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[From a note to the public-lod@w3.org mailing list.]  

Data "beauty" might be subjective, and the same data may have different applicability to different tasks, but there are a lot of obvious and straightforward ways of thinking about the quality of a dataset independent of the particular preferences of individual beholders. Here are just some of them:  

1. Accuracy: Are the individual nodes that refer to factual information factually and lexically correct. Like, is Chicago spelled "Chigaco" or does the dataset say its population is 2.7?  

2. Intelligibility: Are there human-readable labels on things, so you can tell what one is when you're looking at it? Is there a model, so you can tell what questions you can ask? If a thing has multiple labels (or a set of owl:sameAs things have multiple labels), do you know which (or if) one is canonical?  

3. Referential Correspondence: If a set of data points represents some set of real-world referents, is there one and only one point per referent? If you have 9,780 data points representing cities, but 5 of them are "Chicago", "Chicago, IL", "Metro Chicago", "Metropolitain Chicago, Illinois" and "Chicagoland", that's bad.  

4. Completeness: Where you have data representing a clear finite set of referents, do you have them all? All the countries, all the states, all the NHL teams, etc? And if you have things related to these sets, are those projections complete? Populations of every country? Addresses of arenas of all the hockey teams?  

5. Boundedness: Where you have data representing a clear finite set of referents, is it unpolluted by other things? E.g., can you get a list of current real countries, not mixed with former states or fictional empires or adminstrative subdivisions?  

6. Typing: Do you really have properly typed nodes for things, or do you just have literals? The first president of the US was not "George Washington"^^xsd:string, it was a person whose name-renderings include "George Washington". Your ability to ask questions will be constrained or crippled if your data doesn't know the difference.  

7. Modeling Correctness: Is the logical structure of the data properly represented? Graphs are relational databases without the crutch of "rows"; if you screw up the modeling, your queries will produce garbage.  

8. Modeling Granularity: Did you capture enough of the data to actually make use of it. ":us :president :george_washington" isn't exactly wrong, but it's pretty limiting. Model presidencies, with their dates, and you've got much more powerful data.  

9. Connectedness: If you're bringing together datasets that used to be separate, are the join points represented properly. Is the US from your country list the same as (or owl:sameAs) the US from your list of presidencies and the US from your list of world cities and their populations?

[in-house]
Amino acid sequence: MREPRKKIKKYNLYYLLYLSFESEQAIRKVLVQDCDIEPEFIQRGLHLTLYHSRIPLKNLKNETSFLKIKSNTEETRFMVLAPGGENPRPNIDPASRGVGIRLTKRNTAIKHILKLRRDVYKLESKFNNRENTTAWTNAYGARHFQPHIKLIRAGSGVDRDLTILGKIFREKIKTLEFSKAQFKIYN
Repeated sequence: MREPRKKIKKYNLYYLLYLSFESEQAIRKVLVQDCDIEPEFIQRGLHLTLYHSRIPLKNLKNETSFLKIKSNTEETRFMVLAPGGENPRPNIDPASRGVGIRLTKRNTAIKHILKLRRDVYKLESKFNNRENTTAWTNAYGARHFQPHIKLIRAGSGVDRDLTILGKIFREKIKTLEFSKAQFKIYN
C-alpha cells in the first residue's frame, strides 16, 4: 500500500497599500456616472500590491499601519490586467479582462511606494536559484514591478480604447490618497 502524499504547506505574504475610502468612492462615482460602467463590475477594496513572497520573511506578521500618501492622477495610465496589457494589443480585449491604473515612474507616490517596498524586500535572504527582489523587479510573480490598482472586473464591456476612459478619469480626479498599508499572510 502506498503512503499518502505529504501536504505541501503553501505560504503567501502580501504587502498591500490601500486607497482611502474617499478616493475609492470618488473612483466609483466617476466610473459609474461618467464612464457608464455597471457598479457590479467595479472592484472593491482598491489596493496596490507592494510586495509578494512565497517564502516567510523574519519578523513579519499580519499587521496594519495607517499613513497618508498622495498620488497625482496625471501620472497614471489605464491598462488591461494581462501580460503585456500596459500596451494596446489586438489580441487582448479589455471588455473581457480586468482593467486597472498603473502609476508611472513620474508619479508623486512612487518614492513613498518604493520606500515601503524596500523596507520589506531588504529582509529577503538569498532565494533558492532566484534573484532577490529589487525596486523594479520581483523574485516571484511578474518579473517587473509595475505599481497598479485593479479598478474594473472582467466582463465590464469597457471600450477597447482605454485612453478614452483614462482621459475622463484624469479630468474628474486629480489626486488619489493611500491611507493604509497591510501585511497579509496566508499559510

10. Isomorphism: If you're bring together datasets that used to be separate, are their models reconciled? Does an album contain songs, or does it contain tracks which are publications of recordings of songs, or something else? If each data point answers this question differently, even simple-seeming queries may be intractable.  

11. Currency: Is the data up-to-date? As of when?  

12. Model Uniformity: Are discretionary modeling decisions made the same way throughout the dataset, so that you don't have to ask many permutations of the same question to get different subsets of the answer? Nobody should have to worry whether some presidents and presidencies are asserted in only one direction and some only the other.  

13. Attribution: If your data comes from multiple sources, or in multiple batches, can you tell which came from where? If a source becomes obsolete or discredited or corrupted, can you take its data out again?  

14. History: If your data has been edited, can you tell how and when and by whom? Can you undo errors, both individual (no, those two people aren't the same, after all) and programmatic (those two datasets should have been aligned with different keys)?  

15. Internal Consistency: Do the populations of your counties add up to the populations of your states? Do the substitutes going into your soccer matches balance the substitutes going out? Would you notice if errors were introduced?  

16. Legality: Is the license under which the data can be used clearly defined, ideally in a machine readable way?  

17. Sustainability: Is there is some credible basis or evidence for believing the data will be kept available and current? If it's your data, what commitment to its maintenance are you making?  

18. Authority: Is the source of the data a credible authority on the subject? Did you find a list of NY Charter Schools, or the list?  

[Revision of #12 and addition of 16-18 suggested by Dave Reynolds.]
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